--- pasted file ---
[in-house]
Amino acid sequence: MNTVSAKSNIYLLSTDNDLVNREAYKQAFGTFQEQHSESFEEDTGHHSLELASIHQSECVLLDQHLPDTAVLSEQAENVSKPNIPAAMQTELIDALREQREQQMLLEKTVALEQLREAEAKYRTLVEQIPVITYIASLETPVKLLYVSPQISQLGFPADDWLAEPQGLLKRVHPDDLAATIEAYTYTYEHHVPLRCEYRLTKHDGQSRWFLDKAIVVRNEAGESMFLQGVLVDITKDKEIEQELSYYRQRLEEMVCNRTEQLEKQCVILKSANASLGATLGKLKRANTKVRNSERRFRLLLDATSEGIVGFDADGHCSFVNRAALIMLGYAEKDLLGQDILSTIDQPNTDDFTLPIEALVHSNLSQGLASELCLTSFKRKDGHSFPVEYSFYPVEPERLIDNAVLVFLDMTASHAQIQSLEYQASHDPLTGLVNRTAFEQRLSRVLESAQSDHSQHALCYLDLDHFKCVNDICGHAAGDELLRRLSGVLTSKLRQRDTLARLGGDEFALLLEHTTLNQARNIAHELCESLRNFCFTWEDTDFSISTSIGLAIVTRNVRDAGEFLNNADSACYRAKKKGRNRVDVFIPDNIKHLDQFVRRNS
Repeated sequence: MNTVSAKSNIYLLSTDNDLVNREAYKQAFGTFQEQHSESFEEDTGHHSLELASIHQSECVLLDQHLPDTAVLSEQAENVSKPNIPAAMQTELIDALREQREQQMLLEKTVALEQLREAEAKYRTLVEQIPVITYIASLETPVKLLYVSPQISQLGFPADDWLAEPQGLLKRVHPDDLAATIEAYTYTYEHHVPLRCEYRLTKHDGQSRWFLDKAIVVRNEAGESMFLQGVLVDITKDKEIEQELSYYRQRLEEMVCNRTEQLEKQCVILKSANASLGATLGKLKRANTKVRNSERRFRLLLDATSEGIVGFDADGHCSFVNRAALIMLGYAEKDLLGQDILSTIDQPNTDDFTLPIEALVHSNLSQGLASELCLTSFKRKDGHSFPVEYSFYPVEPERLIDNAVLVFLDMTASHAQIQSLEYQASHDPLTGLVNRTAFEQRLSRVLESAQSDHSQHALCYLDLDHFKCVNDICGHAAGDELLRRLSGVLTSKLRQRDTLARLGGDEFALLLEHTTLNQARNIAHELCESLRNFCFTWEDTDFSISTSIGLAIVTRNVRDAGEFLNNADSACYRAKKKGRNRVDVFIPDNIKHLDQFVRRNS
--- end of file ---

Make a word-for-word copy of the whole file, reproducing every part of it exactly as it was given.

[in-house]
Amino acid sequence: MNTVSAKSNIYLLSTDNDLVNREAYKQAFGTFQEQHSESFEEDTGHHSLELASIHQSECVLLDQHLPDTAVLSEQAENVSKPNIPAAMQTELIDALREQREQQMLLEKTVALEQLREAEAKYRTLVEQIPVITYIASLETPVKLLYVSPQISQLGFPADDWLAEPQGLLKRVHPDDLAATIEAYTYTYEHHVPLRCEYRLTKHDGQSRWFLDKAIVVRNEAGESMFLQGVLVDITKDKEIEQELSYYRQRLEEMVCNRTEQLEKQCVILKSANASLGATLGKLKRANTKVRNSERRFRLLLDATSEGIVGFDADGHCSFVNRAALIMLGYAEKDLLGQDILSTIDQPNTDDFTLPIEALVHSNLSQGLASELCLTSFKRKDGHSFPVEYSFYPVEPERLIDNAVLVFLDMTASHAQIQSLEYQASHDPLTGLVNRTAFEQRLSRVLESAQSDHSQHALCYLDLDHFKCVNDICGHAAGDELLRRLSGVLTSKLRQRDTLARLGGDEFALLLEHTTLNQARNIAHELCESLRNFCFTWEDTDFSISTSIGLAIVTRNVRDAGEFLNNADSACYRAKKKGRNRVDVFIPDNIKHLDQFVRRNS
Repeated sequence: MNTVSAKSNIYLLSTDNDLVNREAYKQAFGTFQEQHSESFEEDTGHHSLELASIHQSECVLLDQHLPDTAVLSEQAENVSKPNIPAAMQTELIDALREQREQQMLLEKTVALEQLREAEAKYRTLVEQIPVITYIASLETPVKLLYVSPQISQLGFPADDWLAEPQGLLKRVHPDDLAATIEAYTYTYEHHVPLRCEYRLTKHDGQSRWFLDKAIVVRNEAGESMFLQGVLVDITKDKEIEQELSYYRQRLEEMVCNRTEQLEKQCVILKSANASLGATLGKLKRANTKVRNSERRFRLLLDATSEGIVGFDADGHCSFVNRAALIMLGYAEKDLLGQDILSTIDQPNTDDFTLPIEALVHSNLSQGLASELCLTSFKRKDGHSFPVEYSFYPVEPERLIDNAVLVFLDMTASHAQIQSLEYQASHDPLTGLVNRTAFEQRLSRVLESAQSDHSQHALCYLDLDHFKCVNDICGHAAGDELLRRLSGVLTSKLRQRDTLARLGGDEFALLLEHTTLNQARNIAHELCESLRNFCFTWEDTDFSISTSIGLAIVTRNVRDAGEFLNNADSACYRAKKKGRNRVDVFIPDNIKHLDQFVRRNS